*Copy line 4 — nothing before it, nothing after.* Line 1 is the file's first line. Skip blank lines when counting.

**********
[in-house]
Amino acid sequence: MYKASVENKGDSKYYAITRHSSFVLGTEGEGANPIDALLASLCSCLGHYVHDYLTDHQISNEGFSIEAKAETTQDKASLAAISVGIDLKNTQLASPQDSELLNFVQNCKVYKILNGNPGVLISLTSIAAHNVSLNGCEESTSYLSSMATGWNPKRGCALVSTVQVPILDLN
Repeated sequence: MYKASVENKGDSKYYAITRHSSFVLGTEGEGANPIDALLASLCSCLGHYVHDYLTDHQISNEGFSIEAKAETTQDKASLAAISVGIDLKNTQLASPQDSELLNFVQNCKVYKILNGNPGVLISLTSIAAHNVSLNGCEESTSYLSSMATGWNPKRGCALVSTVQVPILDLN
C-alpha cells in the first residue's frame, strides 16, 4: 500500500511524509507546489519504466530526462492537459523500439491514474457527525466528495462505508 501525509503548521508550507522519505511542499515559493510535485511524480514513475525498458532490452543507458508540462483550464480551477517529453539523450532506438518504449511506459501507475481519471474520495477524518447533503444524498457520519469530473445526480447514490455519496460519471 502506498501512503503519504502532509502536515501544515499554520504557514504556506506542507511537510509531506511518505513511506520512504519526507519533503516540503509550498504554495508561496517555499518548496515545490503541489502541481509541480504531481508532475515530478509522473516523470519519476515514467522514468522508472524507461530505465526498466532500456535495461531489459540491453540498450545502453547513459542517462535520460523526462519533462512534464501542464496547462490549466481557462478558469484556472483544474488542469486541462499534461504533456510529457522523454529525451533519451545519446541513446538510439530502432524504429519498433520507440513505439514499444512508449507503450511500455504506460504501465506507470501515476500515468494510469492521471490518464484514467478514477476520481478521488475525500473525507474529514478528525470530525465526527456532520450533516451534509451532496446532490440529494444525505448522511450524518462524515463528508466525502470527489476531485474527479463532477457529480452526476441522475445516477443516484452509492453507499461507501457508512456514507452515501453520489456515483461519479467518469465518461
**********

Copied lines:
C-alpha cells in the first residue's frame, strides 16, 4: 500500500511524509507546489519504466530526462492537459523500439491514474457527525466528495462505508 501525509503548521508550507522519505511542499515559493510535485511524480514513475525498458532490452543507458508540462483550464480551477517529453539523450532506438518504449511506459501507475481519471474520495477524518447533503444524498457520519469530473445526480447514490455519496460519471 502506498501512503503519504502532509502536515501544515499554520504557514504556506506542507511537510509531506511518505513511506520512504519526507519533503516540503509550498504554495508561496517555499518548496515545490503541489502541481509541480504531481508532475515530478509522473516523470519519476515514467522514468522508472524507461530505465526498466532500456535495461531489459540491453540498450545502453547513459542517462535520460523526462519533462512534464501542464496547462490549466481557462478558469484556472483544474488542469486541462499534461504533456510529457522523454529525451533519451545519446541513446538510439530502432524504429519498433520507440513505439514499444512508449507503450511500455504506460504501465506507470501515476500515468494510469492521471490518464484514467478514477476520481478521488475525500473525507474529514478528525470530525465526527456532520450533516451534509451532496446532490440529494444525505448522511450524518462524515463528508466525502470527489476531485474527479463532477457529480452526476441522475445516477443516484452509492453507499461507501457508512456514507452515501453520489456515483461519479467518469465518461